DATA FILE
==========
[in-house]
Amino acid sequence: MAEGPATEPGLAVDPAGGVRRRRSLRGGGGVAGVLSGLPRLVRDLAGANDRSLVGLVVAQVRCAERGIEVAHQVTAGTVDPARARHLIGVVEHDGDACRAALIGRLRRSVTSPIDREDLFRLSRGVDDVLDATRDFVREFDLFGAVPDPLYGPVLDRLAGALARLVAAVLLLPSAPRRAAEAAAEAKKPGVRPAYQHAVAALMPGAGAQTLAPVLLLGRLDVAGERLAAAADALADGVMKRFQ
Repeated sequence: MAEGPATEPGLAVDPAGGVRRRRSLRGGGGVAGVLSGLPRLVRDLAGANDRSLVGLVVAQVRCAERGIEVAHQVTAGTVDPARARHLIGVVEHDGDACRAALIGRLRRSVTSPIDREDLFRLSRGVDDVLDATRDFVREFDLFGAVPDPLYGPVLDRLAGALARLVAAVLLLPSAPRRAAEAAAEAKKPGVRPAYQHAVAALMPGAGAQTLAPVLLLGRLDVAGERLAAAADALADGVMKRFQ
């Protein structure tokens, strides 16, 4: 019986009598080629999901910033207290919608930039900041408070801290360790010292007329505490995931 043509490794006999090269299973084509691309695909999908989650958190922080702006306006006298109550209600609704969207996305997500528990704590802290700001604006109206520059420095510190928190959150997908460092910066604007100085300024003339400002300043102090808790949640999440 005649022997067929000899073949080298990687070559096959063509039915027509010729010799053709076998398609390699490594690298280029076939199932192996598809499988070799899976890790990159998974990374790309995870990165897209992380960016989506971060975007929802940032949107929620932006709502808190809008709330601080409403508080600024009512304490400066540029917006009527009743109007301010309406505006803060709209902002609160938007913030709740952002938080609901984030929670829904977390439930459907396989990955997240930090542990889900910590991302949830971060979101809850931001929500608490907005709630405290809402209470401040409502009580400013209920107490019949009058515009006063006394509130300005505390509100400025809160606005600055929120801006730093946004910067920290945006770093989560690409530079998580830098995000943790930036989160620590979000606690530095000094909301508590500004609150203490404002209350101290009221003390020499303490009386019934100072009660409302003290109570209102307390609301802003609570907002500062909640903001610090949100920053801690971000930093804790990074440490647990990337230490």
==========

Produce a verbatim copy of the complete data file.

[in-house]
Amino acid sequence: MAEGPATEPGLAVDPAGGVRRRRSLRGGGGVAGVLSGLPRLVRDLAGANDRSLVGLVVAQVRCAERGIEVAHQVTAGTVDPARARHLIGVVEHDGDACRAALIGRLRRSVTSPIDREDLFRLSRGVDDVLDATRDFVREFDLFGAVPDPLYGPVLDRLAGALARLVAAVLLLPSAPRRAAEAAAEAKKPGVRPAYQHAVAALMPGAGAQTLAPVLLLGRLDVAGERLAAAADALADGVMKRFQ
Repeated sequence: MAEGPATEPGLAVDPAGGVRRRRSLRGGGGVAGVLSGLPRLVRDLAGANDRSLVGLVVAQVRCAERGIEVAHQVTAGTVDPARARHLIGVVEHDGDACRAALIGRLRRSVTSPIDREDLFRLSRGVDDVLDATRDFVREFDLFGAVPDPLYGPVLDRLAGALARLVAAVLLLPSAPRRAAEAAAEAKKPGVRPAYQHAVAALMPGAGAQTLAPVLLLGRLDVAGERLAAAADALADGVMKRFQ
């Protein structure tokens, strides 16, 4: 019986009598080629999901910033207290919608930039900041408070801290360790010292007329505490995931 043509490794006999090269299973084509691309695909999908989650958190922080702006306006006298109550209600609704969207996305997500528990704590802290700001604006109206520059420095510190928190959150997908460092910066604007100085300024003339400002300043102090808790949640999440 005649022997067929000899073949080298990687070559096959063509039915027509010729010799053709076998398609390699490594690298280029076939199932192996598809499988070799899976890790990159998974990374790309995870990165897209992380960016989506971060975007929802940032949107929620932006709502808190809008709330601080409403508080600024009512304490400066540029917006009527009743109007301010309406505006803060709209902002609160938007913030709740952002938080609901984030929670829904977390439930459907396989990955997240930090542990889900910590991302949830971060979101809850931001929500608490907005709630405290809402209470401040409502009580400013209920107490019949009058515009006063006394509130300005505390509100400025809160606005600055929120801006730093946004910067920290945006770093989560690409530079998580830098995000943790930036989160620590979000606690530095000094909301508590500004609150203490404002209350101290009221003390020499303490009386019934100072009660409302003290109570209102307390609301802003609570907002500062909640903001610090949100920053801690971000930093804790990074440490647990990337230490």